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- MSHP: McLendon shot in side; autopsy refutes witness account (2/19/17)23
- Apparent punch at girls basketball game propels lawmaker into action (2/21/17)4
- Cape officer shoots man inside a home (2/16/17)7
- Business notebook: Owners ready to roll out the Barrel 131 (2/20/17)4
- Former Cape cop indicted on possessing child porn (2/17/17)
- Man dies after being shot by officer; said to have come at cop with knife (2/16/17)29
- Missouri bill would limit transgender school bathroom access (2/22/17)42
- Annual father-daughter dance provides some fun bonding time (2/19/17)1
- Cape businessman known for starting NARS dies at 49 (2/23/17)3
Marketing metamorphosis: Advertising critical in medical field
It wasn't long ago that marketing and advertising were rare -- even frowned upon -- in the medical field.
"No one advertised on billboards or on TV, and rarely in the newspaper," says Robyn Crocetti, administrator of Gastroenterology Associates and GA Endoscopy Center, who started her career at a family practice in 1982. Nearly 30 years later, Crocetti works for a medical practice that advertises in several publications and on billboards, and she believes the need for advertising will only continue to grow. Colonoscopies are crucial in catching colon cancer before it's too late, and the GA center has four physicians providing low-cost procedures, she says.
"To educate the consumers, we will continue to highlight our services and what we can offer the medical community by advertising, and probably even increase our visibility in the public eye," Crocetti says.
Dr. Sonjay Fonn of Midwest Neurosurgeons in Cape Girardeau has also seen a stronger emphasis on medical marketing in recent years, and says it will only increase in the future. "I do believe that a medial practice is not unlike any other business, and marketing plays a very important factor," he says. "I would say medical marketing has been significantly growing in the last five to 10 years."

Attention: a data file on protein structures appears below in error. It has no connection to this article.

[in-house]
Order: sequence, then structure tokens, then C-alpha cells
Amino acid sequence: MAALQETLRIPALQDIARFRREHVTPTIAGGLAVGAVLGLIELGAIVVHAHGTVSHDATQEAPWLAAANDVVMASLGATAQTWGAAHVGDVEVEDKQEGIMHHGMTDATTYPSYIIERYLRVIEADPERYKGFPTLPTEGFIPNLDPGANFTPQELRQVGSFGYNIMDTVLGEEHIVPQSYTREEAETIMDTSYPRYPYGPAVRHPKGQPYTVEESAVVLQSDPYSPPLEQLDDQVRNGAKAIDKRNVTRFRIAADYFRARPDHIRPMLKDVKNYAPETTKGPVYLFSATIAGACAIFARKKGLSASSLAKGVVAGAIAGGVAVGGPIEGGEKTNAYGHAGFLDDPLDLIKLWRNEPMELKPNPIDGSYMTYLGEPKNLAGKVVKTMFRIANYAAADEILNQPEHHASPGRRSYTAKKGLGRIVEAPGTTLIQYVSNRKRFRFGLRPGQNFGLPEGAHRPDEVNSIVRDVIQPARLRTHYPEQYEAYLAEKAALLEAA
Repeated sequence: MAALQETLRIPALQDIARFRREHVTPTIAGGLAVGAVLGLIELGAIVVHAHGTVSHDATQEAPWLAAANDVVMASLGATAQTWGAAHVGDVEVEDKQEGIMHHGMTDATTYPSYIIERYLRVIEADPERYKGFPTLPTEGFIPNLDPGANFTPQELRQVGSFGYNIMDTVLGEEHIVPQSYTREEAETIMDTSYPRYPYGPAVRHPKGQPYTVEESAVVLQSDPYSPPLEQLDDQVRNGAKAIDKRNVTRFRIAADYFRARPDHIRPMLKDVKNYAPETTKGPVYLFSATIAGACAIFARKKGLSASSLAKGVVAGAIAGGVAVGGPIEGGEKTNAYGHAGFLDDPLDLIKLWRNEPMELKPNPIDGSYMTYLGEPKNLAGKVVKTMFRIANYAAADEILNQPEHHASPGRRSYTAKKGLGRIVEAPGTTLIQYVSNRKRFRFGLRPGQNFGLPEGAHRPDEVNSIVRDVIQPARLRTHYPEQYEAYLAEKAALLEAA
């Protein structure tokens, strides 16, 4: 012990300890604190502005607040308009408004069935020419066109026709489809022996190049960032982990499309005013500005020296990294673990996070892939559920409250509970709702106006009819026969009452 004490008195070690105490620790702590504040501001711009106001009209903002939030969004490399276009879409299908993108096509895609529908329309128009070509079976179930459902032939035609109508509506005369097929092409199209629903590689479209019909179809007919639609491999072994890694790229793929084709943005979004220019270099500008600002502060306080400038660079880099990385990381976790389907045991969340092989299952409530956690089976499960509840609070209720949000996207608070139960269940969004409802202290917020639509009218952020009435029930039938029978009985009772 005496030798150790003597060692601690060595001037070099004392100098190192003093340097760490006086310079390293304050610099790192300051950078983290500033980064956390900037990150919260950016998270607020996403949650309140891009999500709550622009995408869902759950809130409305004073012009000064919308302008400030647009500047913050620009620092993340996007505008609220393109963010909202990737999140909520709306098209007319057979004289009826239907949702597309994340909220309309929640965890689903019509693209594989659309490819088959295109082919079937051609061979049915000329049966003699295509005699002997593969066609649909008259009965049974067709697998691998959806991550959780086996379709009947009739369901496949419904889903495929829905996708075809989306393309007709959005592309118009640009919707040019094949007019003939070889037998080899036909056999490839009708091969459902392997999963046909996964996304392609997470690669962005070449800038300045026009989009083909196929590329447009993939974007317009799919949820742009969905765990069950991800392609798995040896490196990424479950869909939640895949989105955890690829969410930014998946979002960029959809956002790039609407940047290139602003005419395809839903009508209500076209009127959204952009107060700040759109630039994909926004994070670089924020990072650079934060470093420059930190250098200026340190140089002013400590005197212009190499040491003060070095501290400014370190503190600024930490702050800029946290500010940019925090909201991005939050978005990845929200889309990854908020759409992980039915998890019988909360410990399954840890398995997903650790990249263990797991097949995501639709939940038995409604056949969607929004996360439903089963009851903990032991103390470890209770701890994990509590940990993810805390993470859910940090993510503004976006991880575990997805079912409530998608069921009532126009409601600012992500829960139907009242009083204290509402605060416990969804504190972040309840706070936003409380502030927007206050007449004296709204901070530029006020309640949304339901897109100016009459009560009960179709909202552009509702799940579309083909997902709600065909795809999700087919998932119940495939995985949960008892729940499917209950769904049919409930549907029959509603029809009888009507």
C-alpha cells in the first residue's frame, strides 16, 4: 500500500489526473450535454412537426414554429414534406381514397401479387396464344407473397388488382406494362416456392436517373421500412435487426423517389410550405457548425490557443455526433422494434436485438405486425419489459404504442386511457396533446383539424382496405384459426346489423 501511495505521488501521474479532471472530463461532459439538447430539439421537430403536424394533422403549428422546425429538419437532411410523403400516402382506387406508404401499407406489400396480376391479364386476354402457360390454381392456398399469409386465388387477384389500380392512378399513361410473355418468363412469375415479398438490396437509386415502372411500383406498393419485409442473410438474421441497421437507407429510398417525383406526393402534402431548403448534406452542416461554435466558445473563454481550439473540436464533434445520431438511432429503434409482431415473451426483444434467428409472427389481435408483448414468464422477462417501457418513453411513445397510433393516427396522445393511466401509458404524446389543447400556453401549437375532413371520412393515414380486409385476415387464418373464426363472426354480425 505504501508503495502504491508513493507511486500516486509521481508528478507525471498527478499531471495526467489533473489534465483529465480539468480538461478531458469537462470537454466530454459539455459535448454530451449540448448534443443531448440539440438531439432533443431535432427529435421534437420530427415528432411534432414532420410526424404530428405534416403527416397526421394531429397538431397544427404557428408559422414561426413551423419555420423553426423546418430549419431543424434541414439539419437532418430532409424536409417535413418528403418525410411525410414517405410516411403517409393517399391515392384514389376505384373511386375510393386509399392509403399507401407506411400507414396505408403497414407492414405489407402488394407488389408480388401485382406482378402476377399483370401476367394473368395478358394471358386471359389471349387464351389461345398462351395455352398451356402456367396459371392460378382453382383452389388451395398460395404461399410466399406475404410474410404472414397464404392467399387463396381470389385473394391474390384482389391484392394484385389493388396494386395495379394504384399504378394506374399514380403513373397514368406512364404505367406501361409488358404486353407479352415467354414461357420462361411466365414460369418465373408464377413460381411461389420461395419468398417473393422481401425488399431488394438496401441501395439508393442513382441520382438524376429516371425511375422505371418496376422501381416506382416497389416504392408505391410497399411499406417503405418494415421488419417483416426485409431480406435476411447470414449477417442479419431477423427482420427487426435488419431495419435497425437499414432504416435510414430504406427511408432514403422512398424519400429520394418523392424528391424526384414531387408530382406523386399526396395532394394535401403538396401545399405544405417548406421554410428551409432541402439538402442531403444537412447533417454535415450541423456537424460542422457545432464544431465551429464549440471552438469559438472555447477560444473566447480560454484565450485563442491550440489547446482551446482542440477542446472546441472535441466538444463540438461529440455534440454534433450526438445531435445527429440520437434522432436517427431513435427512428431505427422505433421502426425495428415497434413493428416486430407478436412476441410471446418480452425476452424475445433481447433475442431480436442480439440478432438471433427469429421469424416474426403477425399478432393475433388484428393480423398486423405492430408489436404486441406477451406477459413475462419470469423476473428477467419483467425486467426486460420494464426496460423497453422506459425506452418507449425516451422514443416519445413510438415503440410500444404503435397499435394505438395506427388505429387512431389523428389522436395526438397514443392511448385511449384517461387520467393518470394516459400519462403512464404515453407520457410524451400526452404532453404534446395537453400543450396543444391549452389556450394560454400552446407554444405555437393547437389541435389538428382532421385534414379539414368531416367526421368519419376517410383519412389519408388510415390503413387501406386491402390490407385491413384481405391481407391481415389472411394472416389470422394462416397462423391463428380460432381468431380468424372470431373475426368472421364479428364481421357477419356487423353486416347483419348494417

Fonn treats a number of conditions at his practice, including some -- like diabetic peripheral neuropathy -- that are severely debilitating and cause permanent damage if left untreated. For that reason, it's become more urgent to inform doctors and patients about the early symptoms, as well as the latest treatment available not in St. Louis or Memphis, but in Cape Girardeau.
"We have a new modality that can make a change in somebody's lifestyle. Pain is a very, very disabling condition. It wipes people out until they're unable to live, to do the simple everyday things that you and I take for granted," Fonn says. "If I can help a patient, even one patient, be able to do these things, then I feel I have done something for society and humanity, and I want to tell more patients about these new practices."
Laurie Pleimann, sales and marketing director for Cape Radiology Group, has only worked in the medical field for six years, but she's already seen a change in how doctors are marketing -- and why it's so crucial.
"Patients are becoming more and more engaged in their health care," she says. "Seventy percent of patients look online to make their health care decisions. It's becoming more important to educate and inform correctly, not just through advertising but through proven facts."
According to Pleimann, Cape Radiology has staff dedicated to answering patients' questions and forming relationships with them, and all patients are encouraged to fill out comment cards after their visits. Outside her own office, most of Pleimann's marketing efforts involve visiting referring physicians and asking, "What can we do better?" The world is moving at a very fast pace, says Pleimann, and, "If you don't ask them, they're not going to tell you." Pleimann also frequents radiology-specific websites and attends symposiums to keep up with the medical field.
"Patients' needs are ever-changing, and we just want to keep up and be on the top of our game," she says. "We try to stay in tune with all the physicians' offices. They know what patients want because they hear it from their patients." And in the end, successful marketing really comes down to face-to-face communication, says Pleimann.
"I believe in relationships -- creating relationships with patients, with physicians, insurance companies, vendors. More communication means less ambiguity. That's best for the patients, and we all benefit from that," she says.
Fonn agrees that solid relationships and communication are the foundation of medical marketing.
"The No. 1 way we let people know about us is by dedication to our patients," he says. "We do a lot of advertising, but by far the most referrals we get are from patients' family members. We treat patients with respect, dedication and concern. If we treat them well and they have a good outcome, they tell their friends and family. Word-of-mouth is one of our biggest referral services."